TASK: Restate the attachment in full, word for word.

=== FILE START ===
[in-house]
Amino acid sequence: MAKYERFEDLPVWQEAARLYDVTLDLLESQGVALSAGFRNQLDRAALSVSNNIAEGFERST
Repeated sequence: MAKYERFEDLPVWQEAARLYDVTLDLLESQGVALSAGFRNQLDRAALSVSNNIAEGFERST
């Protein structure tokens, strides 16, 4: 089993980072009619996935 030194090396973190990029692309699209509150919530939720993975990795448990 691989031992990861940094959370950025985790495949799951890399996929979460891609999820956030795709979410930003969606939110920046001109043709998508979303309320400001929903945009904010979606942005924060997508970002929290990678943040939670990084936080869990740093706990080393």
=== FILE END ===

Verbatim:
[in-house]
Amino acid sequence: MAKYERFEDLPVWQEAARLYDVTLDLLESQGVALSAGFRNQLDRAALSVSNNIAEGFERST
Repeated sequence: MAKYERFEDLPVWQEAARLYDVTLDLLESQGVALSAGFRNQLDRAALSVSNNIAEGFERST
């Protein structure tokens, strides 16, 4: 089993980072009619996935 030194090396973190990029692309699209509150919530939720993975990795448990 691989031992990861940094959370950025985790495949799951890399996929979460891609999820956030795709979410930003969606939110920046001109043709998508979303309320400001929903945009904010979606942005924060997508970002929290990678943040939670990084936080869990740093706990080393």